Thursday, September 17, 2009

40 Million Plus Reasons Federalism Matters

by Smitty

CNS News reports:
The Social Security Administration (SSA) has issued benefit checks totaling $40.3 million to an estimated 6,100 beneficiaries for months – and in some cases for decades -- after receiving notification of their deaths, according to a June audit report from the agency’s Office of Inspector General.
A few points come to mind:
  • The Federal government has no business involving itself with individual citizens, other than that gross wart the 16th Amendment.
  • States should be empowered to run things as inefficiently as they care to, without hammering the other 49 States.
  • Managing entitlement programs that citizens want at the State level increases the likelihood that said programs will run balanced books, and thus have a sustainable funding profile.
  • Keeping said programs at a State level reserves an invaluable oversight role to the Federal government.
  • Even if you want to build some economy-of-scale case that FDR wasn't a nitwit for implementing Social Security, due to the technological constraints of threescore and ten years ago, the sun has set on those days.
Delegate. Reform. Rationalize.


  1. I'm all for removing federal socialism, cutting taxation (10% flat tax) and rescinding entitlement programs beyond our military, and reinstating STATES RIGHTS a priori.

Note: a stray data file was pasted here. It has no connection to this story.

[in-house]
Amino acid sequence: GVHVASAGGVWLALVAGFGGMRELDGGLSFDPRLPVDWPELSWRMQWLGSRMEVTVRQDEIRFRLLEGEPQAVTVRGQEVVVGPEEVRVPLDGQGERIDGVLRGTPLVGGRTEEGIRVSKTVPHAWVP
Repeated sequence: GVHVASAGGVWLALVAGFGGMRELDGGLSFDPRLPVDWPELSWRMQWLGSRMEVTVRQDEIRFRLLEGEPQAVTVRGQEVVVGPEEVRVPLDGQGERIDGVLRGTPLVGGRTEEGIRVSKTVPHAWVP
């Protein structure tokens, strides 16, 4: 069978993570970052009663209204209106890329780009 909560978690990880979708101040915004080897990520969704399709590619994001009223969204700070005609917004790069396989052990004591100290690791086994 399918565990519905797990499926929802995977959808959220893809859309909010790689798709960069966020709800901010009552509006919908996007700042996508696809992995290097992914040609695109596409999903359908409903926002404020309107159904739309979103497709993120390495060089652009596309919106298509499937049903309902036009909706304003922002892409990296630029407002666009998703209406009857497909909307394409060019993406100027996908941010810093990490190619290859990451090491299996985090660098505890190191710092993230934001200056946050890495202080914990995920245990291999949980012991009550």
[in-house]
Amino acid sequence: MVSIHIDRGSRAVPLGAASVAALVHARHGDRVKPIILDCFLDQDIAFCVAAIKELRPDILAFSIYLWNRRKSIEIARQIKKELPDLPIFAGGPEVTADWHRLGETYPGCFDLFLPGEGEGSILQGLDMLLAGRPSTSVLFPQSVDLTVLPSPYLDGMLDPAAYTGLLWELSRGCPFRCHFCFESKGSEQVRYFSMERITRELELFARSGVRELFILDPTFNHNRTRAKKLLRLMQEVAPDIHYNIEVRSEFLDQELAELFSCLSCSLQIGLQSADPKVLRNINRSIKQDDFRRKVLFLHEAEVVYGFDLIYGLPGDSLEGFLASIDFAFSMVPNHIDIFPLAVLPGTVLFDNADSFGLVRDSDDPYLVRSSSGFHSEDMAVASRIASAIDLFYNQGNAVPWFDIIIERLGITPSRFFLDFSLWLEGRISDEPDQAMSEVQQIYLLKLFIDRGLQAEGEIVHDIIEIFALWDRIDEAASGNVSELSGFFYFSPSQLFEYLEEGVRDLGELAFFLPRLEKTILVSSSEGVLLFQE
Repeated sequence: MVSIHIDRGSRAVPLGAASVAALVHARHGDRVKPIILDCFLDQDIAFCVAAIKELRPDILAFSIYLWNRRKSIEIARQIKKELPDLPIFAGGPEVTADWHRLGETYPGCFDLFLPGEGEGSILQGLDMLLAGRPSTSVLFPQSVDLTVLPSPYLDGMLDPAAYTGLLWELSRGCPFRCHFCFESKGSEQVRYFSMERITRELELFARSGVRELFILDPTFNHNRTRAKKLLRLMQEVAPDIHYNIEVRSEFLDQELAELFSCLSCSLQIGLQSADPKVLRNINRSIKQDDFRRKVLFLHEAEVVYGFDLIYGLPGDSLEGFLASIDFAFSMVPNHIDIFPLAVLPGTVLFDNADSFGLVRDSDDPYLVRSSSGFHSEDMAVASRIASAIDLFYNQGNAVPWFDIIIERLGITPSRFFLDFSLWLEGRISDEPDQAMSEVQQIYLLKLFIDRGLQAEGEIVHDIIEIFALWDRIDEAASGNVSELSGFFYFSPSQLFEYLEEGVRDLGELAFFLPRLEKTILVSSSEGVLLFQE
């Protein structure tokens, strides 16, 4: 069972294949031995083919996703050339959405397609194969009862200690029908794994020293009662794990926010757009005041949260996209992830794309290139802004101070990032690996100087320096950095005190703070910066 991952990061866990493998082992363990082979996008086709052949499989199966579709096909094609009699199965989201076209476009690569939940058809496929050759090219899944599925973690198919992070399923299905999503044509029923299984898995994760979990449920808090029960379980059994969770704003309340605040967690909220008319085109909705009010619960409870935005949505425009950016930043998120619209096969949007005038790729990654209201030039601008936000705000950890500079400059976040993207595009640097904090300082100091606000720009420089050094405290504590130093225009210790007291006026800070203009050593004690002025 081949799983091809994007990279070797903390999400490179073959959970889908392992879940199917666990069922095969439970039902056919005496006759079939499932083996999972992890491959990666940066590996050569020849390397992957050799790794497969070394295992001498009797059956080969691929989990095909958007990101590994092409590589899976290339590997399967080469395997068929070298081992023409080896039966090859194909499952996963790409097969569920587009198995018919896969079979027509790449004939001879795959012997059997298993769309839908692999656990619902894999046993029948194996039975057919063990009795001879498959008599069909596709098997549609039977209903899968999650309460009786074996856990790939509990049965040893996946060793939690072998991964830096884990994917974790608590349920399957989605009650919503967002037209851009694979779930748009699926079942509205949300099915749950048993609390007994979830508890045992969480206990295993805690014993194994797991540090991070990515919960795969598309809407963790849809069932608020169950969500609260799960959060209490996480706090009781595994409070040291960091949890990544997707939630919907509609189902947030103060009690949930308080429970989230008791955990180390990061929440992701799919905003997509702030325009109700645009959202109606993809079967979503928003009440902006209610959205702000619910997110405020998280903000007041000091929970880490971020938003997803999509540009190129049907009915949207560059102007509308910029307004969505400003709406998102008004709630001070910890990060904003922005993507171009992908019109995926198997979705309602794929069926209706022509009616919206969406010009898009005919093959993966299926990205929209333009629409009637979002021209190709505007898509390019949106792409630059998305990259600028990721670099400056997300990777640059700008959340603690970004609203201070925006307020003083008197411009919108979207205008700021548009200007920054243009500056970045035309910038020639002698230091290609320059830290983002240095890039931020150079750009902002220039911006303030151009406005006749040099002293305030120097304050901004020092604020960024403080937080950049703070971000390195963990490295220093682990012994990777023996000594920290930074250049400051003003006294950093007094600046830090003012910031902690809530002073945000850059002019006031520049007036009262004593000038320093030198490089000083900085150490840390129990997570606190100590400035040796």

maverick muse

  2. On this anniversary of The Constitution, quoted from and linked to at: O-I-C

  3. Funny, finding how and where things began, looking from where we are today as the world spins. I'm still laughing at our Social Security liturgy of taxation.

    Protagorus (circa 490 BC to 420 BC):

    Athens was an extremely litigious society. Not only were various political and personal rivalries normally carried forward by lawsuits, but one special sort of taxation, know as "liturgies" could result in a procedure known as an "antidosis" (exchange). A liturgy was a public expense (such as providing a ship for the navy or supporting a religious festival) assigned to one of the richest men of the community. If a man thought he had been assigned the liturgy unfairly, because there was a richer man able to undertake it, he could bring a lawsuit either to exchange his property with the other man's or to shift the burden of the liturgy to the richer man. Since Athenians had to represent themselves in court rather than hiring lawyers, it was essential that rich men learn to speak well in order to defend their property; if they could not do so, they would be at the mercy of anyone who wanted to extort money from them. While this made the teachings of Protagoras extremely valuable, it also led a certain conservative faction (e.g. the comic playwright Aristophanes) to distrust him, in the same way that people now might distrust a slick lawyer.

    Protagorus' doctrines can be divided into three groups:
    1. Orthoepeia: the study of the correct use of words
    2. Man-measure statement: the notion that knowledge is relative to the knower
    3. Agnosticism: the claim that we cannot know anything about the gods